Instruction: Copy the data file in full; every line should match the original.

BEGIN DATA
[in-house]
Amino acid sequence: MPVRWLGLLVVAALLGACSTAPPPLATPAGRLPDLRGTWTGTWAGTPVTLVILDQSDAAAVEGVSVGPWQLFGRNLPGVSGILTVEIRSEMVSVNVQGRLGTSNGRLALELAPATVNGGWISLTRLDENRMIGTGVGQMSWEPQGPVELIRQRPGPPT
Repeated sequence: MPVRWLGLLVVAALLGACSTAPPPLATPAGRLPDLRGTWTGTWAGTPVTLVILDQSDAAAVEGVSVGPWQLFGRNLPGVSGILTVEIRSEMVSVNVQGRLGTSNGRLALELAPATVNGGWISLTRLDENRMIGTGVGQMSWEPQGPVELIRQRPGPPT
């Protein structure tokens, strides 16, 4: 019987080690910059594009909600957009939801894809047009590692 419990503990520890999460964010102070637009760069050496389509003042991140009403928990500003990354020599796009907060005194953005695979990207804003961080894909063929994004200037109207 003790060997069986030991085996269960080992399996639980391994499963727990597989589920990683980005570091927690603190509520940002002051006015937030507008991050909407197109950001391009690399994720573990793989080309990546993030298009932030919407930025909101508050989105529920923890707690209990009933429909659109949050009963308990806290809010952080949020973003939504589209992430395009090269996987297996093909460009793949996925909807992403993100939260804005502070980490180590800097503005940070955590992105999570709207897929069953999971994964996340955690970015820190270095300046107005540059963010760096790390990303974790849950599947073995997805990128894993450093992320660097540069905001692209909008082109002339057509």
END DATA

[in-house]
Amino acid sequence: MPVRWLGLLVVAALLGACSTAPPPLATPAGRLPDLRGTWTGTWAGTPVTLVILDQSDAAAVEGVSVGPWQLFGRNLPGVSGILTVEIRSEMVSVNVQGRLGTSNGRLALELAPATVNGGWISLTRLDENRMIGTGVGQMSWEPQGPVELIRQRPGPPT
Repeated sequence: MPVRWLGLLVVAALLGACSTAPPPLATPAGRLPDLRGTWTGTWAGTPVTLVILDQSDAAAVEGVSVGPWQLFGRNLPGVSGILTVEIRSEMVSVNVQGRLGTSNGRLALELAPATVNGGWISLTRLDENRMIGTGVGQMSWEPQGPVELIRQRPGPPT
């Protein structure tokens, strides 16, 4: 019987080690910059594009909600957009939801894809047009590692 419990503990520890999460964010102070637009760069050496389509003042991140009403928990500003990354020599796009907060005194953005695979990207804003961080894909063929994004200037109207 003790060997069986030991085996269960080992399996639980391994499963727990597989589920990683980005570091927690603190509520940002002051006015937030507008991050909407197109950001391009690399994720573990793989080309990546993030298009932030919407930025909101508050989105529920923890707690209990009933429909659109949050009963308990806290809010952080949020973003939504589209992430395009090269996987297996093909460009793949996925909807992403993100939260804005502070980490180590800097503005940070955590992105999570709207897929069953999971994964996340955690970015820190270095300046107005540059963010760096790390990303974790849950599947073995997805990128894993450093992320660097540069905001692209909008082109002339057509």